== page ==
Trump’s approach to pardons have been heavily influenced by personal appeals from allies.
Throughout his presidency, including in his most recent round of pardons, he’s cleared the convictions of his political backers, including former campaign chairman Paul Manafort and a pair of Republican congressmen who were early supporters of his 2016 campaign.
Trump has also shown a willingness to intervene on behalf of service members accused of war crimes.
In announcing the Blackwater pardons, the White House cited the men’s military service, the support they received and the tangled history of a case that zigzagged for years in Washington’s federal court, turning on radically different interpretations of the shooting.
An Iraqi victim of the shooting incident holds up a picture of himself, during a meeting with US Federal Prosecutors to discuss the case against the security firm Blackwater
Criticism was swift. A Washington Post editorial called the pardons a ‘unique threat to national security’ and suggested the guards had committed ‘astonishing acts of inhumanity.’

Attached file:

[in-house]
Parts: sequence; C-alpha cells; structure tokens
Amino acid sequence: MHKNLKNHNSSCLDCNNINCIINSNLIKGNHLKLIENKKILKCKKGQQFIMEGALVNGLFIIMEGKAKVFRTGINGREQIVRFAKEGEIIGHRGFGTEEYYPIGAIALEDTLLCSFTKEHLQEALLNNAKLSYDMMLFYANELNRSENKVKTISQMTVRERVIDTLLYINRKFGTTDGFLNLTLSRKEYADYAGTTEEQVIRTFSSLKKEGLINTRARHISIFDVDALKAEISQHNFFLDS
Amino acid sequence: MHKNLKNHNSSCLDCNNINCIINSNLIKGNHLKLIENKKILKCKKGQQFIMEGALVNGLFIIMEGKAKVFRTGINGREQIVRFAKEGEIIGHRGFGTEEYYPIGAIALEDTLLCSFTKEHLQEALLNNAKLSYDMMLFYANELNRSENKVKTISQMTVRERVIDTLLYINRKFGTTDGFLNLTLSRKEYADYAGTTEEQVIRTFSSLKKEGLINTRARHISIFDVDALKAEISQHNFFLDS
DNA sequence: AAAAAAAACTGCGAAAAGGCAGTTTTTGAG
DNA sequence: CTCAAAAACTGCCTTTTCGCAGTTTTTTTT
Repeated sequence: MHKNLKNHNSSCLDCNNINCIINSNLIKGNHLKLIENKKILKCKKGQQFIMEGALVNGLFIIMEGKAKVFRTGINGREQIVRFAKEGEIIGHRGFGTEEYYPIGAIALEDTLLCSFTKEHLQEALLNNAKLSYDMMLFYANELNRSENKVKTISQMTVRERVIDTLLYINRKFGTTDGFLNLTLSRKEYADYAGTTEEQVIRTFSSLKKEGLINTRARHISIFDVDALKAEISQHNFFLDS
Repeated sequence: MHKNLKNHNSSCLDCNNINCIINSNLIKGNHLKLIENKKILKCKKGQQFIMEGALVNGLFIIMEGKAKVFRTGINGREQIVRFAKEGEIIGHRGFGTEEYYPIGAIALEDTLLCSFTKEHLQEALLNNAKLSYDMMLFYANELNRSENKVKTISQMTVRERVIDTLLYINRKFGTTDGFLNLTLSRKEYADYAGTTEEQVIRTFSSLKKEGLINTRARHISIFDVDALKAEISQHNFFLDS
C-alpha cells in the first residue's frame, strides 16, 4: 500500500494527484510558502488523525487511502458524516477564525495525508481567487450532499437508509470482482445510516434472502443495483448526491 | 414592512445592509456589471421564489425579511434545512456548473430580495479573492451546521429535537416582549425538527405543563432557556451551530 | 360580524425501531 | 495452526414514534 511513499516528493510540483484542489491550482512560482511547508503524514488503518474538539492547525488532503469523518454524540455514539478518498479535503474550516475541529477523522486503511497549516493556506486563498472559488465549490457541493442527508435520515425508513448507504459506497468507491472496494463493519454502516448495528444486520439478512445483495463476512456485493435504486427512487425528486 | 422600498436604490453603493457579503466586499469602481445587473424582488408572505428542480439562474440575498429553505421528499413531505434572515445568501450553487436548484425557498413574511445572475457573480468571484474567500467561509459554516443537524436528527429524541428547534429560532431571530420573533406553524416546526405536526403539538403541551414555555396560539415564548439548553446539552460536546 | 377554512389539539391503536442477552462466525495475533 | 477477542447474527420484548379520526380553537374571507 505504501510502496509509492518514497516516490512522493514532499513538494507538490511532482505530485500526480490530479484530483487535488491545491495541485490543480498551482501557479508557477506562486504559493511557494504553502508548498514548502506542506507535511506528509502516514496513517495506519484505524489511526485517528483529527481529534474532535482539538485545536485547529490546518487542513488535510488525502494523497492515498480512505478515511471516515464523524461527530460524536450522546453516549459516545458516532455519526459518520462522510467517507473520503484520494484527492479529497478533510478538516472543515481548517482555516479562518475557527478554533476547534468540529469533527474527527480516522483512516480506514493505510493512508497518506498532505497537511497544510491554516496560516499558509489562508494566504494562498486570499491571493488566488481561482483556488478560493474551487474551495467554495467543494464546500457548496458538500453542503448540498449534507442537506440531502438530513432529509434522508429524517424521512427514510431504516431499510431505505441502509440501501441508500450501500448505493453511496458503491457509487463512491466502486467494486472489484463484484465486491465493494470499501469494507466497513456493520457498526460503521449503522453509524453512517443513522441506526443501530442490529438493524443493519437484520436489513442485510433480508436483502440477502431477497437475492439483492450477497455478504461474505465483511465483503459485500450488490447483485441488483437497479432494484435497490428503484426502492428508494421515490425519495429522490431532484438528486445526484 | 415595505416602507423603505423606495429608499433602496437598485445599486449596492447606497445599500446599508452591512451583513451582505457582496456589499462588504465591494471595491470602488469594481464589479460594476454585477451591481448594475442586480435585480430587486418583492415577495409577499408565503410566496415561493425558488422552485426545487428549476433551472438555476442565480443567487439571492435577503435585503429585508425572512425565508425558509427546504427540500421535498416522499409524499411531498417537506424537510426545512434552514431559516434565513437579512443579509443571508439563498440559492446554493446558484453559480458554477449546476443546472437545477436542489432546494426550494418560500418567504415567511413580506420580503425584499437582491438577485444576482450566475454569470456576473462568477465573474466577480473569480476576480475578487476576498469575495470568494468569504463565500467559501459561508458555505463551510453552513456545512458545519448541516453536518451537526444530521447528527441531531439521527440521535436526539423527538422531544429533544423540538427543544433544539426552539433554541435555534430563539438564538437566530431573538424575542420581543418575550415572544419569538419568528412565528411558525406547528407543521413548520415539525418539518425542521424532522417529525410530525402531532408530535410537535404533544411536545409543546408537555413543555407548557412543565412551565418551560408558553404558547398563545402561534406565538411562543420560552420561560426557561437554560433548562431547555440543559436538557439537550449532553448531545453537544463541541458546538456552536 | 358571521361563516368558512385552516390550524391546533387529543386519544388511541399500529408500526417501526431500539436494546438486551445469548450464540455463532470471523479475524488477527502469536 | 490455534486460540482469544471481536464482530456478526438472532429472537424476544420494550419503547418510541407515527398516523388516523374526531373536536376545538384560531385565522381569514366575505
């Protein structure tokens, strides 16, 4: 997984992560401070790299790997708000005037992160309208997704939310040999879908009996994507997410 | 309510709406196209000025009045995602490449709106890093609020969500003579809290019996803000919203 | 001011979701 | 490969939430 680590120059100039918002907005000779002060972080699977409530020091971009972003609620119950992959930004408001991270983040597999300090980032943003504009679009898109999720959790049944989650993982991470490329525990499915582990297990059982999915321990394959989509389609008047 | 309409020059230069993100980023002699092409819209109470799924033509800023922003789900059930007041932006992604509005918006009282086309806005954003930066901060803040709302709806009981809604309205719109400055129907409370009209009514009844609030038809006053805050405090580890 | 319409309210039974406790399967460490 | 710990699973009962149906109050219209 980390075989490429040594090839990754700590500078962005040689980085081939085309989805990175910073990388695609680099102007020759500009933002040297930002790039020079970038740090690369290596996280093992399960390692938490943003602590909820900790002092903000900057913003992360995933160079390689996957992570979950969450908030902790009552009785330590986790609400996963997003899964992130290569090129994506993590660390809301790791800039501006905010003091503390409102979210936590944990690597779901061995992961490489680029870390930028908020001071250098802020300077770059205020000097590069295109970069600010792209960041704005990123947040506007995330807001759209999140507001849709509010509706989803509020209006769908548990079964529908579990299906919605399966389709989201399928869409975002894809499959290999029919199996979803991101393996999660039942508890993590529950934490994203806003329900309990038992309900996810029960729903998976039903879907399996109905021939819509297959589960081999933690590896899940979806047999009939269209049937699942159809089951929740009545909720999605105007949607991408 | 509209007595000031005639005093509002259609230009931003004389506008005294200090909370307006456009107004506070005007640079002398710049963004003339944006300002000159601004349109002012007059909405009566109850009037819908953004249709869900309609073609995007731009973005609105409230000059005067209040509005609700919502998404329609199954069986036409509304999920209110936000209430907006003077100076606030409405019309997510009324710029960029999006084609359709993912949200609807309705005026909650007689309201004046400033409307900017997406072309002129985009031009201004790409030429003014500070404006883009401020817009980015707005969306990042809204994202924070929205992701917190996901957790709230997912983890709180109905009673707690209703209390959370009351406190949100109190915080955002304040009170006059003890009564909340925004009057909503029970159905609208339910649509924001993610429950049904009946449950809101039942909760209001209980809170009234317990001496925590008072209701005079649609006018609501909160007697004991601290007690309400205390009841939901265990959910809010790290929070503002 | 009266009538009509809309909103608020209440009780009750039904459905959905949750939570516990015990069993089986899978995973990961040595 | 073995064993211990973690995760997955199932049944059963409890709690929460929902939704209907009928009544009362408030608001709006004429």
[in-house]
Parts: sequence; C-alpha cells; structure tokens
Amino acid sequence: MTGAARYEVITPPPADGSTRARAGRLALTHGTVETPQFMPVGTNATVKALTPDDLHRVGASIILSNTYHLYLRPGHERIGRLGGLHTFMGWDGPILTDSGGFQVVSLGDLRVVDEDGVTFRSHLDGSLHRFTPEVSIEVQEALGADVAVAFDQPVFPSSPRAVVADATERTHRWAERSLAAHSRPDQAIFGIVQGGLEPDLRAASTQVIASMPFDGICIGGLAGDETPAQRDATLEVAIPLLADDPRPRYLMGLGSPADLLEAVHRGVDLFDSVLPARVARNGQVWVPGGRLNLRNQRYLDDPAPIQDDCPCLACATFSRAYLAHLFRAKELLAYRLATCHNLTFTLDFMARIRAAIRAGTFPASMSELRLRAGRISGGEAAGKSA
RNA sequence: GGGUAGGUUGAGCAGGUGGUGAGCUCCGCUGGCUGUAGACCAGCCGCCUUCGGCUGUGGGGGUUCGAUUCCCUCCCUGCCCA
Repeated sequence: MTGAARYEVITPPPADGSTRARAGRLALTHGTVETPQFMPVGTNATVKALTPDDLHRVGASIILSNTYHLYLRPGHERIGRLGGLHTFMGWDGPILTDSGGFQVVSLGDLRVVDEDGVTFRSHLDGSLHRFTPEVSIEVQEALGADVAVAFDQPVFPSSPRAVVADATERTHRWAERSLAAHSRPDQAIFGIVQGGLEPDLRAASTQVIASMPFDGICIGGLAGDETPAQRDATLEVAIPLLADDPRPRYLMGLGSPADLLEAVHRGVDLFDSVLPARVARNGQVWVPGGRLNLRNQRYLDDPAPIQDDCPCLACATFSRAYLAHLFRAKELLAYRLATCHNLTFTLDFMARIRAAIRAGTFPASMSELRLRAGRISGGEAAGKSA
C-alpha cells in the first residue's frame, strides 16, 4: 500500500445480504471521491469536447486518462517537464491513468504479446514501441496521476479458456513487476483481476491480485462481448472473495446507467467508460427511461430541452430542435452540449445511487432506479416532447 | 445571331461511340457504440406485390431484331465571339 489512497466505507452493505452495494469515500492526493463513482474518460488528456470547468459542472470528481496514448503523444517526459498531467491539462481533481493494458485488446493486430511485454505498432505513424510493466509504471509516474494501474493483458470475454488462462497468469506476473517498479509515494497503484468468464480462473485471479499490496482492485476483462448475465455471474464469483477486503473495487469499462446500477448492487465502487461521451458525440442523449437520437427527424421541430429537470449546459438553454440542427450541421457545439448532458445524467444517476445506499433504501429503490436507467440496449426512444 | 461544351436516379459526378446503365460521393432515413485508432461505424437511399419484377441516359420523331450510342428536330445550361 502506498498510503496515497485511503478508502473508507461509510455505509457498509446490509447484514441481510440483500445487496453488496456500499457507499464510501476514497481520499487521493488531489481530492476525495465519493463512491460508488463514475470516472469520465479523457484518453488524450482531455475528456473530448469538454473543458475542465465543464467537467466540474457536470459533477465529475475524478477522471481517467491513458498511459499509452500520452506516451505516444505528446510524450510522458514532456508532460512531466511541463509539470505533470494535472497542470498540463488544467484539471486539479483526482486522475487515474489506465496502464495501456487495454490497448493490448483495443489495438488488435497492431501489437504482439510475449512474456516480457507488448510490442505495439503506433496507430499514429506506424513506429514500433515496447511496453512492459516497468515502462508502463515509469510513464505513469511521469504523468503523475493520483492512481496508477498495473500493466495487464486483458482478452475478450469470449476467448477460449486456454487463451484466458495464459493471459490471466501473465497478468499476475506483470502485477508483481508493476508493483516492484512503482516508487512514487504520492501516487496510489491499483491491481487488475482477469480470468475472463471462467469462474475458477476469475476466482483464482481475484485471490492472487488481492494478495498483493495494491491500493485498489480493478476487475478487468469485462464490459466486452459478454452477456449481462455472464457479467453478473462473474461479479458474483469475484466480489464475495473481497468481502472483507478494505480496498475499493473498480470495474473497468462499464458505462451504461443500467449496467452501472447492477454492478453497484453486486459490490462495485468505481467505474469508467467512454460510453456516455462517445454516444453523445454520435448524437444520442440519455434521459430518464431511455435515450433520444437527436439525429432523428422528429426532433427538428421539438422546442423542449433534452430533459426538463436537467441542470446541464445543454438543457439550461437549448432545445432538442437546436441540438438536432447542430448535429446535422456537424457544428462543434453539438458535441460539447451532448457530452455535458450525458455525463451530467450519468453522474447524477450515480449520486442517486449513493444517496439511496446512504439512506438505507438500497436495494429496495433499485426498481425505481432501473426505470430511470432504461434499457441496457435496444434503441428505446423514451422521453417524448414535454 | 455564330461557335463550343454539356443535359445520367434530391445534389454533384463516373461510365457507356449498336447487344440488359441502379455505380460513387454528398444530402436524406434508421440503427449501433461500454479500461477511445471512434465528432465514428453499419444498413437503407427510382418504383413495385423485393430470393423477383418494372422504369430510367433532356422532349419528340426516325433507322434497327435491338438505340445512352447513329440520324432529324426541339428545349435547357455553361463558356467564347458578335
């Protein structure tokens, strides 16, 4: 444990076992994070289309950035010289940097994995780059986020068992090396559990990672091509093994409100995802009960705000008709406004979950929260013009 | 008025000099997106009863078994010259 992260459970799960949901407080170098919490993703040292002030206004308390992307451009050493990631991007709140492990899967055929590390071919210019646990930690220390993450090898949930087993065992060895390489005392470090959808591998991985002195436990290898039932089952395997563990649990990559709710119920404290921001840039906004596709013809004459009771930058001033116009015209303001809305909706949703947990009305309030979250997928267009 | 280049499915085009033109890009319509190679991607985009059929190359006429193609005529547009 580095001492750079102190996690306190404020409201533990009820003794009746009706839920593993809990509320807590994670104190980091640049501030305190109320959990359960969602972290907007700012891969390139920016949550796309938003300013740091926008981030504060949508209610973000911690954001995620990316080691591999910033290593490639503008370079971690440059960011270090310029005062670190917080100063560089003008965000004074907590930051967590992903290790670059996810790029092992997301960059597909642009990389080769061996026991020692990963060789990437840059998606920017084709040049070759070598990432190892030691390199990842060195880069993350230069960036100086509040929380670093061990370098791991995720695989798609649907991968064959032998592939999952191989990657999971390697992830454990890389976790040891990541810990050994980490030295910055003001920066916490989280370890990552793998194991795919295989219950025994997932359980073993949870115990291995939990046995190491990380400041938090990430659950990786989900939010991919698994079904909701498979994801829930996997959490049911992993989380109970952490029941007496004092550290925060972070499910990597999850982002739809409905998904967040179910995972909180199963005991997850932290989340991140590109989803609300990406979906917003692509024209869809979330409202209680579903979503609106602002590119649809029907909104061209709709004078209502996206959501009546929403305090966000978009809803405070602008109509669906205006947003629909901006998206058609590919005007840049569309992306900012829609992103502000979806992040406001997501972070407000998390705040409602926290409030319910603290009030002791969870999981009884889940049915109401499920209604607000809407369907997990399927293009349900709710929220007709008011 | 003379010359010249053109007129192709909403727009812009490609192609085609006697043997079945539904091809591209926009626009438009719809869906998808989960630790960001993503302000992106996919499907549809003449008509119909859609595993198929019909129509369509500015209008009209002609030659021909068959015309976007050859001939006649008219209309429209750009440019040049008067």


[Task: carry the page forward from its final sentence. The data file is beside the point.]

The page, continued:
Iraqi citizens described old wounds being reopened. Soon after the announcement, a photograph of a 9-year-old victim in a blue-patterned shirt smiling faintly circulated widely online. The boy’s father told the BBC that Trump ‘broke my life again.’
‘They haven’t denied doing what they did,’ said Paul Dickinson, who represented victims in a lawsuit over the shootings. ‘They haven’t apologized for what they did. They haven´t admitted any wrongdoing in what they did.’
Blackwater guards, who as State Department contractors were responsible for providing diplomatic security, were already seen as operating with impunity in Iraq. The rampage further escalated international scrutiny of them, prompted multiple investigations and strained U.S.-Iraqi relations.
How the shooting rampage unfolded
On September 16, 2007, the guards were summoned to create an evacuation route for a diplomat after a car bomb explosion.
By prosecutors’ account, the shooting began after the guards’ four-vehicle convoy took up positions at Baghdad’s crowded Nisour Square, where the contractors launched an unprovoked attack using sniper fire, machine guns and grenade launchers.
Liberty says he shot only in the direction of an Iraqi police post; the guards had been concerned by infiltration by insurgents of police ranks. Prosecutors say he and the others fired indiscriminately.
Defense lawyers say the shooting began only after a white Kia broke from the traffic and moved toward the convoy in ways the guards perceived as a threat and a potential car bomb. In a narrative disputed by prosecutors, the guards say they responded to insurgent gunfire.